The Teagasc Sheep Conference will take place virtually this year on two evenings next week – Tuesday, January 25 and Thursday, January 27.

Farmers can tune into a webinar between 8:00p.m and 9:00p.m on both evenings, when research from the Teagasc national sheep programme will be discussed.

Teagasc director Prof. Frank O’Mara will open the conference on Tuesday and address the challenges and opportunities facing the sheep sector, and outlining the work programmes underway by Teagasc.

One of the key areas that will be addressed is the target to reduce emissions from agriculture, Teagasc says.

Michael Gottstein, head of the Sheep Knowledge Transfer Department in Teagasc, said that the first session – chaired by Dr. Fiona McGovern on Tuesday – will focus on reducing input costs while maximising productivity.

“There is significant upward pressure on both fertiliser and feed costs this year on sheep farms, so it’s important farmers plan and have strategies for reducing input costs while maximising productivity,” Gottstein said.

Following “exceptionally strong” sheep prices on many international markets in 2021, Seamus McMenamin from Bord Bia will provide an update on the global sheep meat outlook for 2022, and give some insights into how the market will develop.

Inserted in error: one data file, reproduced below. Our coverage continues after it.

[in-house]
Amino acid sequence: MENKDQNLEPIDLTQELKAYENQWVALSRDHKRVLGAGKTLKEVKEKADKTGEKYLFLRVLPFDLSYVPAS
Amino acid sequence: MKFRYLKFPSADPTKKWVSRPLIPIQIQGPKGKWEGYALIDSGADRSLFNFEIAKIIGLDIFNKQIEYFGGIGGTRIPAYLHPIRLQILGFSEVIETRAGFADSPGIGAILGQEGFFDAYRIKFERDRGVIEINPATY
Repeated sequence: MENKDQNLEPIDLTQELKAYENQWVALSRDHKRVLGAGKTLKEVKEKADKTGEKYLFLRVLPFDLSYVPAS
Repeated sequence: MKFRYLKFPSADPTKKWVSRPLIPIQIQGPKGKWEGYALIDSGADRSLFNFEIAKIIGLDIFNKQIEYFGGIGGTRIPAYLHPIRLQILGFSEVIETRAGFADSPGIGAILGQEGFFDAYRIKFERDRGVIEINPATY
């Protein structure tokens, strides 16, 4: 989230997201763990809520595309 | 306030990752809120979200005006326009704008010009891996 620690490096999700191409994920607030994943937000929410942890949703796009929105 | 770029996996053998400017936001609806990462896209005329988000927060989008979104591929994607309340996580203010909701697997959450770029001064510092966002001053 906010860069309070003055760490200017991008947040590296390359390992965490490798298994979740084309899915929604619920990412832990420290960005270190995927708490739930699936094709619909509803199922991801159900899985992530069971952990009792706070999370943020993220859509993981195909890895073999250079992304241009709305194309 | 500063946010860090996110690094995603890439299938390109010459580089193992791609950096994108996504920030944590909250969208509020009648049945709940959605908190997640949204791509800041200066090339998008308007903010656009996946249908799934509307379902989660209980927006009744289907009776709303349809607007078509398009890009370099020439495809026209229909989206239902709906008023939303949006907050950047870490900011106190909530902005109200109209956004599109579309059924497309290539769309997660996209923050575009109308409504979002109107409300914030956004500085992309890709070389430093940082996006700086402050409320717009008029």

The second session of the conference will take place two days later and will be chaired by the recently-appointed Teagasc sheep enterprise leader, Dr. Phillip Creighton.

This session will focus on reducing lamb mortality and on the new veterinary medicine regulations for 2022.

Speaking in advance of his webinar, Dr. Creighton said: “While lambing in early flocks is well underway or nearing completion, planning and preparations for mid-season lambing flocks should now be beginning.

“It’s important to be well prepared in advance as it can greatly reduce problems during lambing season and improve the overall performance of the flock,” he added.

Also during this session, Dwayne Sheils, a Teagasc Walsh Scholar, will outline the main causes of lamb mortality and will highlight the opportunities to reduce lamb mortality and solutions which have emerged from studies.

As well as that, Caroline Garvan from the Department of Agriculture, Food and the Marine will speak in detail about the new veterinary medicine regulations for 2022 and what implications are for sheep farmers.

Registration for the conference in available through the Teagasc website.